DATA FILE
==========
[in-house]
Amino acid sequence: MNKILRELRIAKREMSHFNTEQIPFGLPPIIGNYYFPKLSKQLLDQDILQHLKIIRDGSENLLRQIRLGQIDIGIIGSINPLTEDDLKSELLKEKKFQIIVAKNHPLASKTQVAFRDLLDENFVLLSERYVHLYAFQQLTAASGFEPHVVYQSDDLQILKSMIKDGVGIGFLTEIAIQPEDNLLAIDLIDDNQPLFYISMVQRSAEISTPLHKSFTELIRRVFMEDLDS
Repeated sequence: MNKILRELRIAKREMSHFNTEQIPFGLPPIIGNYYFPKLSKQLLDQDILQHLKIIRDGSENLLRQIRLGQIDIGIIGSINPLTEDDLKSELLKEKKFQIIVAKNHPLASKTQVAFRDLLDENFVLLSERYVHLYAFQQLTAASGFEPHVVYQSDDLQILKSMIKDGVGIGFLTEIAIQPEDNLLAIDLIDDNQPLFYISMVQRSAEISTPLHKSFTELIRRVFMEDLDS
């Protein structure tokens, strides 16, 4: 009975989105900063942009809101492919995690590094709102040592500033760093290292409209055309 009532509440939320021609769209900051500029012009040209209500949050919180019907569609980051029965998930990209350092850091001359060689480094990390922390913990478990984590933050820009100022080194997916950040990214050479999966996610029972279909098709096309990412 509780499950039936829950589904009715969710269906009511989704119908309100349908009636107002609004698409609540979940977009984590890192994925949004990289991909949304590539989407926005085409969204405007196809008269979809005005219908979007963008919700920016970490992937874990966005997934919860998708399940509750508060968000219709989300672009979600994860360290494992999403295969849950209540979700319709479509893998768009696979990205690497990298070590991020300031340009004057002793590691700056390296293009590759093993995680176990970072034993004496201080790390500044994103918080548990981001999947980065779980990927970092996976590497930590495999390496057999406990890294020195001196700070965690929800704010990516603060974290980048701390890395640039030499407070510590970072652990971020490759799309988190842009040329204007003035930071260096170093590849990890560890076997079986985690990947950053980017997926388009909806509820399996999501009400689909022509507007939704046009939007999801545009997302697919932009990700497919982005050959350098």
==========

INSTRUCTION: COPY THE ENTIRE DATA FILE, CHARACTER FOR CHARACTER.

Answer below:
[in-house]
Amino acid sequence: MNKILRELRIAKREMSHFNTEQIPFGLPPIIGNYYFPKLSKQLLDQDILQHLKIIRDGSENLLRQIRLGQIDIGIIGSINPLTEDDLKSELLKEKKFQIIVAKNHPLASKTQVAFRDLLDENFVLLSERYVHLYAFQQLTAASGFEPHVVYQSDDLQILKSMIKDGVGIGFLTEIAIQPEDNLLAIDLIDDNQPLFYISMVQRSAEISTPLHKSFTELIRRVFMEDLDS
Repeated sequence: MNKILRELRIAKREMSHFNTEQIPFGLPPIIGNYYFPKLSKQLLDQDILQHLKIIRDGSENLLRQIRLGQIDIGIIGSINPLTEDDLKSELLKEKKFQIIVAKNHPLASKTQVAFRDLLDENFVLLSERYVHLYAFQQLTAASGFEPHVVYQSDDLQILKSMIKDGVGIGFLTEIAIQPEDNLLAIDLIDDNQPLFYISMVQRSAEISTPLHKSFTELIRRVFMEDLDS
């Protein structure tokens, strides 16, 4: 009975989105900063942009809101492919995690590094709102040592500033760093290292409209055309 009532509440939320021609769209900051500029012009040209209500949050919180019907569609980051029965998930990209350092850091001359060689480094990390922390913990478990984590933050820009100022080194997916950040990214050479999966996610029972279909098709096309990412 509780499950039936829950589904009715969710269906009511989704119908309100349908009636107002609004698409609540979940977009984590890192994925949004990289991909949304590539989407926005085409969204405007196809008269979809005005219908979007963008919700920016970490992937874990966005997934919860998708399940509750508060968000219709989300672009979600994860360290494992999403295969849950209540979700319709479509893998768009696979990205690497990298070590991020300031340009004057002793590691700056390296293009590759093993995680176990970072034993004496201080790390500044994103918080548990981001999947980065779980990927970092996976590497930590495999390496057999406990890294020195001196700070965690929800704010990516603060974290980048701390890395640039030499407070510590970072652990971020490759799309988190842009040329204007003035930071260096170093590849990890560890076997079986985690990947950053980017997926388009909806509820399996999501009400689909022509507007939704046009939007999801545009997302697919932009990700497919982005050959350098």